Hiking and sleeping: three ways to set up your tarp

Tent and tarp on a beach

There are very many ways you can set a up a tarp. In this blog post we’re going to demonstrate just three of them – the classic A-frame, the more open version of the A-frame and using your tart as a tent raincover.

Tarps are very flexible. You can use an open set-up if the weather is warm or close it down for better protection against wind or rain. For more details and comparisons between tarps and tents, read our post about the pros and cons of tents and tarps.

Option 1: Basic A-frame

Tarp

The basic A-frame set-up is very commonly used. We also have a post that teaches you exactly how to set up the basic A-frame with pictures, step-by-step instructions and some video.

If the weather is good, you can pitch the A-frame higher from the ground and have more room. When the weather is bad you can pitch the A-frame nearer to the ground to provide better protection.

We’ve slept through some very windy and rainy nights under an A-frame. Here’s an example of the A-frame pitched very low due to high winds and massive rain that was falling that night.

Tarp Rain Forest

For protection against mosquitos, you can easily use a mosquito net.

A-frame tarp with hiking poles and mosquito net

Option 2: A-frame with one side open

Tarp campsite

The second option is a modification of the A-frame for situations where you want to have even more openness and a view. You can easily open and close the side when you need to. So for instance, you can use the open version before going to bed on a rainy night, to eat and hang out and then close it again once you go to sleep for better protection from wind.

Sleeping bag and hiking gear under tarp

What we really like about this kind of set-up, is that it gives you a fantastic view. You’re pretty well protected from the rain but it feels very much like actually sleeping outside. Just look at this amazing sunset view from a campsite on the seaside.

Tarp on beach

Option 3: tarp as a tent cover

Tent and tarp on a beach

Tents can get a bit hot and stuffy in the Summer even with ventilation slits open. Tarps allow very good air movement. Tents however provide more room than a mosquito net.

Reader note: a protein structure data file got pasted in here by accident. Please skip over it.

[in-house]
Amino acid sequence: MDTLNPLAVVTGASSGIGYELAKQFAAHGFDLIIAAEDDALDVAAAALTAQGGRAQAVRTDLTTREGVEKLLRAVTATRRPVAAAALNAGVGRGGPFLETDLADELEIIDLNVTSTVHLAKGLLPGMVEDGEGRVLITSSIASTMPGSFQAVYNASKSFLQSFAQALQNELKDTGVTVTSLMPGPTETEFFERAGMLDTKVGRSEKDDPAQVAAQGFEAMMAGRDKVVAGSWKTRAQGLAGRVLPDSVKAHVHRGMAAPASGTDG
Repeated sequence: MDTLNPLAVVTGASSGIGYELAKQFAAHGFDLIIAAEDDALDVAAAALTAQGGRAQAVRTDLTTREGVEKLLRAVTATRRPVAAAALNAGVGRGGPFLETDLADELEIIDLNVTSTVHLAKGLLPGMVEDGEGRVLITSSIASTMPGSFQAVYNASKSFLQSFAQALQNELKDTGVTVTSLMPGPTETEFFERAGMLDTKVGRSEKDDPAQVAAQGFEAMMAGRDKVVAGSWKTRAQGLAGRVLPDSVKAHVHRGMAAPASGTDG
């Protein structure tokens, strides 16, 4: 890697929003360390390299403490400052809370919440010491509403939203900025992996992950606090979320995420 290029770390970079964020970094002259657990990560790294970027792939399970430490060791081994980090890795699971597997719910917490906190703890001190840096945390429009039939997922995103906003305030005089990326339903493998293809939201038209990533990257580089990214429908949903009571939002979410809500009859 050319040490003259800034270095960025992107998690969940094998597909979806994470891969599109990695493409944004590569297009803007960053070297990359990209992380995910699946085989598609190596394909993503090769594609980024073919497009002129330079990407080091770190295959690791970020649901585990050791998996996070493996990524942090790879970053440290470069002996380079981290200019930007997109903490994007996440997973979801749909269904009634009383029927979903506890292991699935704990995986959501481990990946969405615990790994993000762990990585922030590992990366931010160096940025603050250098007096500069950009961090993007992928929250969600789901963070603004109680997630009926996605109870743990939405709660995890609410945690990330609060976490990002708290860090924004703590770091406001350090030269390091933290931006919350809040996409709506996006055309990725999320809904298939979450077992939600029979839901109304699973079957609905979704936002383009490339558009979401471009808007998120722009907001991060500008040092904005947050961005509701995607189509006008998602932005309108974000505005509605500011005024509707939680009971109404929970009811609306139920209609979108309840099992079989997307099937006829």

This set-up is not very practical for long hikes with a heavy backpack but it’s quite ideal if you are staying near your car and don’t have to actually carry the tent and tarp with you.

The tent offers very good protection against bugs, mosquitos etc and lots more room than a mosquito net. Using a tarp instead of the rain cover, gives you a sense of sleeping outside and a lot of fresh air.

The view in the morning is quite simply amazing.

Tent and tarp on the beach
Tent and tarp on a beach

At the same time, you have very robust protection from the rain, in case you need it.

Tent and tarp on a beach

Option 4: Tarp as a sun cover on the beach

Tarp on a beach

So this is a little bonus. You can use your tarp as a sun cover on the beach. Here’s a post with instructions on how to use your tarp on the beach – you need a little skill to make sure it doesn’t fly away with the wind.

If you find this blog post helpful, feel free to share it on social media. Your enthusiasm inspires us to create more useful content that will help you stay safe and comfortable in the outdoors 

PS Some of these pictures were made in the wonderful island of Hiiumaa, off the Western coast of Estonia. The islands and their economy was hit especially hard due to the covid-19 coronavirus. The crisis is over and we encourage you to visit all the wonderful islands in Western Estonia. For more information, please go to the Visit Estonia website.

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